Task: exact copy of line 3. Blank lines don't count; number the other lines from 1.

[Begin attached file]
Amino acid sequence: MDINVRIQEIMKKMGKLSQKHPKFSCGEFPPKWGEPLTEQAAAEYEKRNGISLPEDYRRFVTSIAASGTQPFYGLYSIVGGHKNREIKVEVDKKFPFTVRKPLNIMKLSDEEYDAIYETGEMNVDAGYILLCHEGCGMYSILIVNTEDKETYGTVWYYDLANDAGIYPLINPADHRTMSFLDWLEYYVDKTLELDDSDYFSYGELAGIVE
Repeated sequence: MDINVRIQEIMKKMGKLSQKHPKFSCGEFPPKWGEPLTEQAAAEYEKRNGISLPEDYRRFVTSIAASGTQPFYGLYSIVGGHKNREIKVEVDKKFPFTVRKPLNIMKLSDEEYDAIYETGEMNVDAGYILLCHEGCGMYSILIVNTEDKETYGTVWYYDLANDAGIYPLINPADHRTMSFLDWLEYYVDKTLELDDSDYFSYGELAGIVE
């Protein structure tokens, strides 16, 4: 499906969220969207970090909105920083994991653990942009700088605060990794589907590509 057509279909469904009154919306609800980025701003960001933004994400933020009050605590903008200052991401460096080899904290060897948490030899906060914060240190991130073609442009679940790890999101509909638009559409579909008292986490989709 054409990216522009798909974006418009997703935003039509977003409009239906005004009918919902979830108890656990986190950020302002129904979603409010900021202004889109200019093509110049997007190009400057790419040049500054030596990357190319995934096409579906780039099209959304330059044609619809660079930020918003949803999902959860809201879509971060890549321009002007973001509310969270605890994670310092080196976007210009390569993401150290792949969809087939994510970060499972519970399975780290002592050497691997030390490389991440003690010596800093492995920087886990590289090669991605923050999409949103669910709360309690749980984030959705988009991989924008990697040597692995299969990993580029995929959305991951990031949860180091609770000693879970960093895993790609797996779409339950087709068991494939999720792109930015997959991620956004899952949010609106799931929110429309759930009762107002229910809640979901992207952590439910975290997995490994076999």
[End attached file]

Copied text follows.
């Protein structure tokens, strides 16, 4: 499906969220969207970090909105920083994991653990942009700088605060990794589907590509 057509279909469904009154919306609800980025701003960001933004994400933020009050605590903008200052991401460096080899904290060897948490030899906060914060240190991130073609442009679940790890999101509909638009559409579909008292986490989709 054409990216522009798909974006418009997703935003039509977003409009239906005004009918919902979830108890656990986190950020302002129904979603409010900021202004889109200019093509110049997007190009400057790419040049500054030596990357190319995934096409579906780039099209959304330059044609619809660079930020918003949803999902959860809201879509971060890549321009002007973001509310969270605890994670310092080196976007210009390569993401150290792949969809087939994510970060499972519970399975780290002592050497691997030390490389991440003690010596800093492995920087886990590289090669991605923050999409949103669910709360309690749980984030959705988009991989924008990697040597692995299969990993580029995929959305991951990031949860180091609770000693879970960093895993790609797996779409339950087709068991494939999720792109930015997959991620956004899952949010609106799931929110429309759930009762107002229910809640979901992207952590439910975290997995490994076999």